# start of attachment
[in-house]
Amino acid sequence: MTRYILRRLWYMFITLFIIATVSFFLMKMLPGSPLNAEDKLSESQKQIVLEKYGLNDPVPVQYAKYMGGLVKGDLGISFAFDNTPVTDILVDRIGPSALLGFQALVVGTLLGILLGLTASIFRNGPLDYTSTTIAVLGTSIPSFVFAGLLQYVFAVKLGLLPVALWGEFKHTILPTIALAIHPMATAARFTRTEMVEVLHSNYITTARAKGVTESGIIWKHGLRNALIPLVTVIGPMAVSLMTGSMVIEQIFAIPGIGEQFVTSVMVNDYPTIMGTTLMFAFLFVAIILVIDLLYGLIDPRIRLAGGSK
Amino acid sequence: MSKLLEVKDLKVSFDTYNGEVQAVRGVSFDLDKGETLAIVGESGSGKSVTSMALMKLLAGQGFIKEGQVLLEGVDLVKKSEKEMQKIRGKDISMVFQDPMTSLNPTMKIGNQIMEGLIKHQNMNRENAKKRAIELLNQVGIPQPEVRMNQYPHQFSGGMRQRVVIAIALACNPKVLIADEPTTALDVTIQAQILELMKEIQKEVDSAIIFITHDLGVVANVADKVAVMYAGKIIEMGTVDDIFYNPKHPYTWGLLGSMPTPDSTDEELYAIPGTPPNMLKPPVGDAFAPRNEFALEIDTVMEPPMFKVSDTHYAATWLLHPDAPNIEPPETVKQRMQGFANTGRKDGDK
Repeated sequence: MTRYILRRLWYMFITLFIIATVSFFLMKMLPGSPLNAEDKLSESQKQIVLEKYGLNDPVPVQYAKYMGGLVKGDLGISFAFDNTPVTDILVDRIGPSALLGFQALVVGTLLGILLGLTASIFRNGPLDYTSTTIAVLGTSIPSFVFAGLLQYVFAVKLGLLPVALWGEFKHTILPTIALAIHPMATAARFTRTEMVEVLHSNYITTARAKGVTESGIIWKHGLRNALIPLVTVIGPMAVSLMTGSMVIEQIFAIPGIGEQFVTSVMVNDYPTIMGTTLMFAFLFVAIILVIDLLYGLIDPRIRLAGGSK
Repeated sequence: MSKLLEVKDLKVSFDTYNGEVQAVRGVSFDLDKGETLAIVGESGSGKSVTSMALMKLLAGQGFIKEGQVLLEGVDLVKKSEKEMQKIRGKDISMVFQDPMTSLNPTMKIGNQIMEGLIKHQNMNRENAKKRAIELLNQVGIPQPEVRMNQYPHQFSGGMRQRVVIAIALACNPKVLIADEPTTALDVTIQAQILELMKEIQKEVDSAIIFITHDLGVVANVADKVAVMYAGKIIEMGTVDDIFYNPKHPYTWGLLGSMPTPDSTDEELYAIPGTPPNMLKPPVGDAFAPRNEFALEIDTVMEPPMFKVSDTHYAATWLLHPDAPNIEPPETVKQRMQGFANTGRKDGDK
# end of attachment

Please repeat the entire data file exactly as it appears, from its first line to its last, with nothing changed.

[in-house]
Amino acid sequence: MTRYILRRLWYMFITLFIIATVSFFLMKMLPGSPLNAEDKLSESQKQIVLEKYGLNDPVPVQYAKYMGGLVKGDLGISFAFDNTPVTDILVDRIGPSALLGFQALVVGTLLGILLGLTASIFRNGPLDYTSTTIAVLGTSIPSFVFAGLLQYVFAVKLGLLPVALWGEFKHTILPTIALAIHPMATAARFTRTEMVEVLHSNYITTARAKGVTESGIIWKHGLRNALIPLVTVIGPMAVSLMTGSMVIEQIFAIPGIGEQFVTSVMVNDYPTIMGTTLMFAFLFVAIILVIDLLYGLIDPRIRLAGGSK
Amino acid sequence: MSKLLEVKDLKVSFDTYNGEVQAVRGVSFDLDKGETLAIVGESGSGKSVTSMALMKLLAGQGFIKEGQVLLEGVDLVKKSEKEMQKIRGKDISMVFQDPMTSLNPTMKIGNQIMEGLIKHQNMNRENAKKRAIELLNQVGIPQPEVRMNQYPHQFSGGMRQRVVIAIALACNPKVLIADEPTTALDVTIQAQILELMKEIQKEVDSAIIFITHDLGVVANVADKVAVMYAGKIIEMGTVDDIFYNPKHPYTWGLLGSMPTPDSTDEELYAIPGTPPNMLKPPVGDAFAPRNEFALEIDTVMEPPMFKVSDTHYAATWLLHPDAPNIEPPETVKQRMQGFANTGRKDGDK
Repeated sequence: MTRYILRRLWYMFITLFIIATVSFFLMKMLPGSPLNAEDKLSESQKQIVLEKYGLNDPVPVQYAKYMGGLVKGDLGISFAFDNTPVTDILVDRIGPSALLGFQALVVGTLLGILLGLTASIFRNGPLDYTSTTIAVLGTSIPSFVFAGLLQYVFAVKLGLLPVALWGEFKHTILPTIALAIHPMATAARFTRTEMVEVLHSNYITTARAKGVTESGIIWKHGLRNALIPLVTVIGPMAVSLMTGSMVIEQIFAIPGIGEQFVTSVMVNDYPTIMGTTLMFAFLFVAIILVIDLLYGLIDPRIRLAGGSK
Repeated sequence: MSKLLEVKDLKVSFDTYNGEVQAVRGVSFDLDKGETLAIVGESGSGKSVTSMALMKLLAGQGFIKEGQVLLEGVDLVKKSEKEMQKIRGKDISMVFQDPMTSLNPTMKIGNQIMEGLIKHQNMNRENAKKRAIELLNQVGIPQPEVRMNQYPHQFSGGMRQRVVIAIALACNPKVLIADEPTTALDVTIQAQILELMKEIQKEVDSAIIFITHDLGVVANVADKVAVMYAGKIIEMGTVDDIFYNPKHPYTWGLLGSMPTPDSTDEELYAIPGTPPNMLKPPVGDAFAPRNEFALEIDTVMEPPMFKVSDTHYAATWLLHPDAPNIEPPETVKQRMQGFANTGRKDGDK